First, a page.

Referring to FIG. 3, a horizontal flexing wick 12 is shown having a cantilever 14 and 16 extending vertically from the substrate 10. The cantilever 14 and 16 have a lower stem portion suspending an upper flexing portion. This configuration forms two right angle creases along the depth of the cantilever 14 and 16 for respectively supporting fluids 30 and 32. The stem portion couples thermal energy from the substrate 10 the cantilever 14 and 16. As the temperature of substrate changes, the cantilever 14 and 16 flexes back and forth, thereby changing the capillary radius and pumping the fluid 30 and 32 along the surface of the substrate for regulating temperature of the substrate 10.
Various wick configurations and wick capillaries design can be used, so long as the wick flexes to transport the fluid from one location on the substrate to a second location to respectively cool and heat the first and second locations of the substrate. It should now be apparent that modifying the geometry of the wick, in addition to various configurations, numbers and placements of materials, various coefficients of thermal expansion would result in additional permutations of the basic design. For example, the designs could entail a variety of structure shapes, geometries and material layering. The present invention is characterized by a thermal cooling wick having a temperature dependent radius defined by a wick structure having at least two different materials of mismatched coefficients of expansion to create a temperature dependent pumping action. Those skilled in the art can make enhancements, improvements and modifications to enhance the invention. However, those enhancements, improvements and modifications may nonetheless fall within the spirit and scope of the following claims.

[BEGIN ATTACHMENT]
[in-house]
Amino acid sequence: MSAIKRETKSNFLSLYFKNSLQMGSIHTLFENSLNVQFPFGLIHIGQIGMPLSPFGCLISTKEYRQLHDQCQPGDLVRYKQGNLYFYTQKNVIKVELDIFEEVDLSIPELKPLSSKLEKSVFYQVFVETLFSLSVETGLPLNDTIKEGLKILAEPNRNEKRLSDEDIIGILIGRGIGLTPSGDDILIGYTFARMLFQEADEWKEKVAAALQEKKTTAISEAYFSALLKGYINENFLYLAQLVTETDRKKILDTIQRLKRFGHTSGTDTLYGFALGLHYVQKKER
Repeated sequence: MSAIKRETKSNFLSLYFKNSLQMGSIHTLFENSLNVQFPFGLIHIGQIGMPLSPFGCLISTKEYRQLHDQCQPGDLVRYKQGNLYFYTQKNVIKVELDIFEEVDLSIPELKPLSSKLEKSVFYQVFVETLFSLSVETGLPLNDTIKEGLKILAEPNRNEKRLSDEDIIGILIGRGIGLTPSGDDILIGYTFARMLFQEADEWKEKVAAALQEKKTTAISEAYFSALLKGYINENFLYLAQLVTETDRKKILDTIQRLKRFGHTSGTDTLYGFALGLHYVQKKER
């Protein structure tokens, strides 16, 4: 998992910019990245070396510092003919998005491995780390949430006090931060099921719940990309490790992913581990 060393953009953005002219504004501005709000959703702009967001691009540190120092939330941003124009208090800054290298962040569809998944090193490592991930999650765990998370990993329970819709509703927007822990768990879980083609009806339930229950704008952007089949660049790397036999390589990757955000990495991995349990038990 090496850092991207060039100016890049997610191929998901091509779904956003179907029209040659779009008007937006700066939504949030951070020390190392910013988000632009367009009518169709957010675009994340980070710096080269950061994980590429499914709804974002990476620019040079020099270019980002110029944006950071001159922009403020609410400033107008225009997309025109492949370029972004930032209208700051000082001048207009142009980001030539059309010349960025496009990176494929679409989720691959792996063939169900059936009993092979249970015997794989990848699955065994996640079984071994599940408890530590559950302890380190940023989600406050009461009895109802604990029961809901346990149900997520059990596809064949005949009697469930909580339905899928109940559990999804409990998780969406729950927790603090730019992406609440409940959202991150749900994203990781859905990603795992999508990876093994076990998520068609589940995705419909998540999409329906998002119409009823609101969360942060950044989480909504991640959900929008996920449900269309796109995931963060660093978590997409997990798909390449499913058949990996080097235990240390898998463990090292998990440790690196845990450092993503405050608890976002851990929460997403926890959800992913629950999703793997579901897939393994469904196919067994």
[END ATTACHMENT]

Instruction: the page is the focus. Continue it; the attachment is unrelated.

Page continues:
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|US20050178119 *||Apr 18, 2005||Aug 18, 2005||Kia Silverbrook Research Pty Ltd||Thermal actuators|
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|U.S. Classification||165/104.26, 257/E23.098, 165/86|
|International Classification||F28D15/04, H01L23/473|
|Cooperative Classification||H01L23/473, F28D15/046, H01L2924/0002|
|European Classification||H01L23/473, F28D15/04B|
|Dec 9, 1998||AS||Assignment|
Owner name: AEROSPACE CORPORATION, THE, CALIFORNIA
Free format text: ASSIGNMENT OF ASSIGNORS INTEREST;ASSIGNOR:DICKEY, JAMES T.;REEL/FRAME:009640/0329
Effective date: 19981124
|Dec 24, 2003||REMI||Maintenance fee reminder mailed|
|May 24, 2004||SULP||Surcharge for late payment|
|May 24, 2004||FPAY||Fee payment|
Year of fee payment: 4
|Dec 14, 2006||AS||Assignment|
Owner name: NEWCOMEN ENGINE LLC, CALIFORNIA
Free format text: LICENSE;ASSIGNOR:THE AEROSPACE CORPORATION;REEL/FRAME:018627/0938
Effective date: 20040812
|Sep 14, 2007||FPAY||Fee payment|
Year of fee payment: 8
|Sep 23, 2011||FPAY||Fee payment|
Year of fee payment: 12